Horizontal forgiveness – the Downside
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Can there ever be a downside to forgiveness? Biblically speaking, of course not. Every Christian knows what a wonderful gift forgiveness is. If you are anything like me, you’ll love to sing the hymn, ‘And Can It Be.’ We sing the first few verses in excitement as part of the build-up to the last couple of lines in verse four. In my mind I hear trumpets blaring, cymbals crashing, bass and soprano voices doing what I cannot as we sing “… my chains fell off, my heart was free, I rose, went forth, and followed Thee.” But what follows in our personal experience of forgiving someone who has hurt us, might not always feel so great.
After being deeply hurt by someone I loved and moving forward following repentance and reconciliation, I began to feel angry. For them, they were enjoying the gift of being forgiven by their heavenly Father and further benefiting from my own willingness to forgive them. They were set free and this freedom was enabling them to enjoy a deeper relationship with Christ. I knew this was the way it should be, but I felt like I was about to embark on a difficult journey while they had a newfound joy. This is what we could call the downside of Horizonal Forgiveness.
Applying a biblical framework of forgiveness is a messy business because we live in a context of brokenness. We will always have to face the consequences of sin in our own life and the residue of sin left behind by others until we enjoy full restoration in glory. In my personal situation, the ‘offender’ learned their own painful and difficult lesson and was forever changed by it – because they sought the Lord’s forgiveness, and mine. Yet I floundered before the Lord. It seemed so unfair… I did not want to feel broken. However, I am convinced that I was obedient in the granting of forgiveness when genuinely asked and was left with a proper platform for the Lord to minister his own healing touch to me. My personal restoration, although bumpy, had a logical and biblical process. But where would I have been if pressed to forgive the same person without any repentance on their part? On very shaky ground. Not only would any attempt at reconciliation have a false premise, but a foothold for resentment could easily gain entry. Resentment because we would always see this person as having no self-awareness or care of how they hurt others. Might we then pass this resentment onto our view of God? Thinking that he demands the granting of forgiveness without repentance. Our misapplication of forgiveness could leave us misunderstanding God; requiring a theology of universalism.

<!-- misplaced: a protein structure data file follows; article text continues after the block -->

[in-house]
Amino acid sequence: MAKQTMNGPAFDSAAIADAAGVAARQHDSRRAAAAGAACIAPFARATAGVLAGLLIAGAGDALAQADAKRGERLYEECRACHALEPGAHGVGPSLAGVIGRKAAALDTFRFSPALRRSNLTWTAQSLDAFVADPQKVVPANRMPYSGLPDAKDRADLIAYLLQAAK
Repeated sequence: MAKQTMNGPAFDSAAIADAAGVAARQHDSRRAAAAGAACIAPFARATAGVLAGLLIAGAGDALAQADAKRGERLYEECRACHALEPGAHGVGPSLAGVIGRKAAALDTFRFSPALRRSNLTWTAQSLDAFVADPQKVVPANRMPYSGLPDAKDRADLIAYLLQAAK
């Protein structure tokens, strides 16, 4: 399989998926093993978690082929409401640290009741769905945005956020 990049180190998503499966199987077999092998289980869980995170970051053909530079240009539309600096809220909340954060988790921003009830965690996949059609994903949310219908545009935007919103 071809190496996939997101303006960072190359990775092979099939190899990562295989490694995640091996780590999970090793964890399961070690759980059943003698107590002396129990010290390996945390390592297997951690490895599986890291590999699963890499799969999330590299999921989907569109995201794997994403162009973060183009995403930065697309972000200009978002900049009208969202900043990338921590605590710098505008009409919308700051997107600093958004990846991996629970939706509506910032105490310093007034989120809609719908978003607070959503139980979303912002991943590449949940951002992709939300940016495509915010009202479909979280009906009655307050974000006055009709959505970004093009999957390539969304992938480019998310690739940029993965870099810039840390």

Horizontal forgiveness with a broken humanity and wounded hearts will bring us to one place if we cry out to the Lord – the cross of Jesus Christ.
For we do not have a high priest who is unable to empathize with our weaknesses, but we have one who has been tempted in every way, just as we are—yet he did not sin. Let us then approach God’s throne of grace with confidence, so that we may receive mercy and find grace to help us in our time of need. (Hebrews 4:15-16)
In the crisis of hurt and the battle of forgiving others, let us boldly approach the throne of grace. Christ is entirely willing and able to sustain us. This is not a quick fix, but he is faithful and promises to be with us to the end. Even if the only words we can utter in our pain are, “help me Jesus,” then utter them in faith knowing that he holds you in love.
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